February 2003

Demonstrating Leadership in the Public Interest

By Richard L. Hecht, CPA, New York, N.Y.

When the Bush administration announced that one of its major legislative goals is to change the tax laws to encourage economic growth, news stories indicated that the emphasis will be to make permanent the elimination of the estate tax, reduce taxes on dividends, and continue to reduce individual tax rates.

If our profession analyzed these proposals, I believe we would conclude that the proposed tax law changes would not do much to stimulate our economy. Other than the reduction in individual tax rates, it is difficult to see how any of the proposed tax changes will improve economic growth.

CPAs know that small and medium-sized businesses are the strongest growth engines in our economy but are limited by the current tax structure. Where has our profession been in representing our core constituency of small and medium-sized closely held businesses? While the AICPA and the Big Four clearly represent their clients, major publicly held corporations, who is representing the clients of the rest of the public accounting profession? The effort required is more than the NYSSCPA can do on its own. A unified effort by the major state societies in Washington is needed. This effort is needed not only to represent our clients. It is needed to represent the American people, something our profession appears not to have been doing lately.

One simple change could have far-reaching effects on economic growth that no one—the Bush administration, Congress, the press, or our profession—is discussing: Reduce income taxes on small and medium-sized closely held businesses. Despite having been the primary economic engine driver in our economy for many years, smaller business have not seen their income tax rates reduced in 15 years. The current small corporation tax structure discourages small and mid-sized corporations from building capital that could be used to fund and stimulate economic and job growth.

The IRC provides only limited tax benefit to small corporations that pay income taxes (C corporations). The first $50,000 of income is taxed at a 15% rate and income between $50,000 and $75,000 is taxed at a 25% rate, compared to the general corporate rate of 34%. This limited benefit is handed back to the IRS if the C corporation has taxable income over $100,000, through a 5% surcharge applied to taxable income between $100,000 and $335,000.

This recapture of the income tax benefit on the first $75,000 of taxable income has two major consequences. First, most small corporations elect to be taxed as S corporations, which pass the taxable corporate income to the shareholders. With an effective corporate tax rate of 34% (39% on corporate income between $100,000 and $335,000) and a maximum personal tax rate of 38.6% for 2002, the tax rate differential is not significant enough for the shareholders to elect to use the C corporation structure. A practical consequence of the S corporation structure is that the shareholders typically want all the income taxed to them to be paid out to them, thus reducing the capital available to the corporation to reinvest in the business.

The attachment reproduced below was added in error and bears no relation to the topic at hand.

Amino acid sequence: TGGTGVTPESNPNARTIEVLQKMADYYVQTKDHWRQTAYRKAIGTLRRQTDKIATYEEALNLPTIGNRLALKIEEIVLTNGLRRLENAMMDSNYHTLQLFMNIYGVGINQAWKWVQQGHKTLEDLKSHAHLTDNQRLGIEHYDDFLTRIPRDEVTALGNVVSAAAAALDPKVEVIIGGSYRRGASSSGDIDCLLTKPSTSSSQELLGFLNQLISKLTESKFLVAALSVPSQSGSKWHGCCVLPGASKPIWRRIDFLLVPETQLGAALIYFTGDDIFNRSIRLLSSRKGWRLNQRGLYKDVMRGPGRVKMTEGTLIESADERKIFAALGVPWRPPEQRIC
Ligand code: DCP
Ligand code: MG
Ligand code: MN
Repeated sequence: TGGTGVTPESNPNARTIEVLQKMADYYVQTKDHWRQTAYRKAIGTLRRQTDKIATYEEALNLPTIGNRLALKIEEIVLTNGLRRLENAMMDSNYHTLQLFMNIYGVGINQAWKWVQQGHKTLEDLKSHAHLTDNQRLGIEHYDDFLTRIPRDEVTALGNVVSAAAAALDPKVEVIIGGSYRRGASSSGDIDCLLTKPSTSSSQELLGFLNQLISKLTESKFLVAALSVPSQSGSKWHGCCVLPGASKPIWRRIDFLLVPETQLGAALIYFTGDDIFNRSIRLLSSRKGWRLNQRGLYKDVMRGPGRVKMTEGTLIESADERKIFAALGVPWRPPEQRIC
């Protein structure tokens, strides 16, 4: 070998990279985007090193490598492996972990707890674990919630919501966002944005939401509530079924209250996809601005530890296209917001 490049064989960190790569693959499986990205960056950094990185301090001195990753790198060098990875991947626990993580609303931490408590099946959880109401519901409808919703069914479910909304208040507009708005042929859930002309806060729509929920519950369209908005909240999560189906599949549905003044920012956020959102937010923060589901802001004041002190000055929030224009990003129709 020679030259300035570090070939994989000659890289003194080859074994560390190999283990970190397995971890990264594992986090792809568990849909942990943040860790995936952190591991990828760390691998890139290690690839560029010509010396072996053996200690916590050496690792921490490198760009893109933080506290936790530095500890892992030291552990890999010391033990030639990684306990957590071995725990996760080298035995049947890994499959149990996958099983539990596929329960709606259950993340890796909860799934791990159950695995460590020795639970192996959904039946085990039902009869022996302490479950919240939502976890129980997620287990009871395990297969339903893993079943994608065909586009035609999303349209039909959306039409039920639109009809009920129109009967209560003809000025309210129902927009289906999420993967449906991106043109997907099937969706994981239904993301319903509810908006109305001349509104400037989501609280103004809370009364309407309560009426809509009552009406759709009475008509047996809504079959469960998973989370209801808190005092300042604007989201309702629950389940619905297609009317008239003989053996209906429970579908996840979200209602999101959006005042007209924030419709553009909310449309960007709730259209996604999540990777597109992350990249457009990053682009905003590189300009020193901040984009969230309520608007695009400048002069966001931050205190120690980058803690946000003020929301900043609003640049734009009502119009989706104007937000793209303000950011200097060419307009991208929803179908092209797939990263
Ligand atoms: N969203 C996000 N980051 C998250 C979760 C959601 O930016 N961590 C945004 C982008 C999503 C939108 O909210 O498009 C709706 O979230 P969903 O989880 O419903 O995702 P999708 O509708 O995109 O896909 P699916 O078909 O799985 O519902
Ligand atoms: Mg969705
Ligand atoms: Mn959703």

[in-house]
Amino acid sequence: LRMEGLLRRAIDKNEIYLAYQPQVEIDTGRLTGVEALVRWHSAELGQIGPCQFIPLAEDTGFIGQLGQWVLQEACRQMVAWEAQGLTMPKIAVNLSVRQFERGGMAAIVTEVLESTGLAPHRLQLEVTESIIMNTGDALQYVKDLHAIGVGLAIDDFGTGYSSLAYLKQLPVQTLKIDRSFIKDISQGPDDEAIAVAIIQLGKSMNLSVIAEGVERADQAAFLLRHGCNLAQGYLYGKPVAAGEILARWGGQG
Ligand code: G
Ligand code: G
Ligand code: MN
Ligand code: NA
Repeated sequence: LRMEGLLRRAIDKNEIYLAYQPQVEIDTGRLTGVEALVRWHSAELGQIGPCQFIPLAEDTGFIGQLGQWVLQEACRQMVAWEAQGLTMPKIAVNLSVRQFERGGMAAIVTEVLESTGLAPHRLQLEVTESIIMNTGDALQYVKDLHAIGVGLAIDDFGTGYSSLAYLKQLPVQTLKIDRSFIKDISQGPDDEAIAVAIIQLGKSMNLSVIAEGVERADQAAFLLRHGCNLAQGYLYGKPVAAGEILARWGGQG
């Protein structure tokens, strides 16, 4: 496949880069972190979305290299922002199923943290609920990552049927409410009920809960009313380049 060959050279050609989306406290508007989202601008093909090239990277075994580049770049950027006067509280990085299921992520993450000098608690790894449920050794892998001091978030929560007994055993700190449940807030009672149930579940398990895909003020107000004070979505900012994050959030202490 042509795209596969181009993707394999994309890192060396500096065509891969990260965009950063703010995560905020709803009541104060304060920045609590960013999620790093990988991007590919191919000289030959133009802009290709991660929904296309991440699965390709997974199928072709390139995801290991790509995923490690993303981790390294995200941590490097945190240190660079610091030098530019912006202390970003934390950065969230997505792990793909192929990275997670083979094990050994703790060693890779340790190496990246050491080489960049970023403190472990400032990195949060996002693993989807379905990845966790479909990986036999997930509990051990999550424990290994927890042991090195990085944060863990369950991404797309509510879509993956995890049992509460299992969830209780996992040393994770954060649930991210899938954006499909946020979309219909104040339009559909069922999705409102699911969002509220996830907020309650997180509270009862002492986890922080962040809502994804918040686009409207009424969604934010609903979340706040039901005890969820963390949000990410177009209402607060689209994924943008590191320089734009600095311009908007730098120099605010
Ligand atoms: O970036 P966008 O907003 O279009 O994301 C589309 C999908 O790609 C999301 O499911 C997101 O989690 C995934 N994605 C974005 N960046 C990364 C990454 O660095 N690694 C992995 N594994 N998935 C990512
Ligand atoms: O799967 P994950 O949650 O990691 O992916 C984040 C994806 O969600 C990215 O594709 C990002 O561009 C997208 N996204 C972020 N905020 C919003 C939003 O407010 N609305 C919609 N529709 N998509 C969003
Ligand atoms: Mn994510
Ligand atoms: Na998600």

Second, those corporations that elect to be taxed as C corporations plan to limit their taxable income to remain under the $100,000 level, so they avoid the 39% tax rate on the excess. Once taxable income exceeds $100,000, the shareholders, who are often also employees, elect to take the excess taxable income out of the company as compensation because their individual maximum tax rate is less than the 39% corporate rate on this income. The end result discourages the creation of capital, the basic foundation for a strong, growing business.

Another anomaly that hurts small corporations is that the tax brackets for the lower tax rates have not been indexed for inflation like the individual tax brackets. The consumer price index is now 160% higher than 1986, the last time the current structure was changed. On an inflation-adjusted basis, a C corporation in 2002 pays 28.5% more in income taxes on the equivalent of $100,000 of taxable income reported in 1986.

Our profession, as advisors and counselors to these businesses, should lead the discussion on this taxation issue. We, better than any group, know the economic and job growth that could be generated if significant tax incentives existed to encourage businesses to retain more capital. It’s time we spoke up as a profession serving the public’s interest.

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